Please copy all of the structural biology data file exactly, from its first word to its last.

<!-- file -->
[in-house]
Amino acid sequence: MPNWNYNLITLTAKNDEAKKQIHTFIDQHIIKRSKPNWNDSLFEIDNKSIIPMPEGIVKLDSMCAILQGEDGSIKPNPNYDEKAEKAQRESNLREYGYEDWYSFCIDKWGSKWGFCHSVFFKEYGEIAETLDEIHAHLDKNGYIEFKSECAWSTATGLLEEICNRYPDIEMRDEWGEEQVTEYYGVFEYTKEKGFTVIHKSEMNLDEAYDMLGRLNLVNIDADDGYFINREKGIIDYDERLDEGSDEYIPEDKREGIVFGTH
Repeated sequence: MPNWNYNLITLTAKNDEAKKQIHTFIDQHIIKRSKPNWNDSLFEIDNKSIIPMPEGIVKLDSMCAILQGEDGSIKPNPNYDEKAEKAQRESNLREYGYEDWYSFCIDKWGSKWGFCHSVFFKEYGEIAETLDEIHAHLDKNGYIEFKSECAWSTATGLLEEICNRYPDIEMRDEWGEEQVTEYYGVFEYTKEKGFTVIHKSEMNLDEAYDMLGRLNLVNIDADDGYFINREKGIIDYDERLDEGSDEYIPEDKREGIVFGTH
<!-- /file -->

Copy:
[in-house]
Amino acid sequence: MPNWNYNLITLTAKNDEAKKQIHTFIDQHIIKRSKPNWNDSLFEIDNKSIIPMPEGIVKLDSMCAILQGEDGSIKPNPNYDEKAEKAQRESNLREYGYEDWYSFCIDKWGSKWGFCHSVFFKEYGEIAETLDEIHAHLDKNGYIEFKSECAWSTATGLLEEICNRYPDIEMRDEWGEEQVTEYYGVFEYTKEKGFTVIHKSEMNLDEAYDMLGRLNLVNIDADDGYFINREKGIIDYDERLDEGSDEYIPEDKREGIVFGTH
Repeated sequence: MPNWNYNLITLTAKNDEAKKQIHTFIDQHIIKRSKPNWNDSLFEIDNKSIIPMPEGIVKLDSMCAILQGEDGSIKPNPNYDEKAEKAQRESNLREYGYEDWYSFCIDKWGSKWGFCHSVFFKEYGEIAETLDEIHAHLDKNGYIEFKSECAWSTATGLLEEICNRYPDIEMRDEWGEEQVTEYYGVFEYTKEKGFTVIHKSEMNLDEAYDMLGRLNLVNIDADDGYFINREKGIIDYDERLDEGSDEYIPEDKREGIVFGTH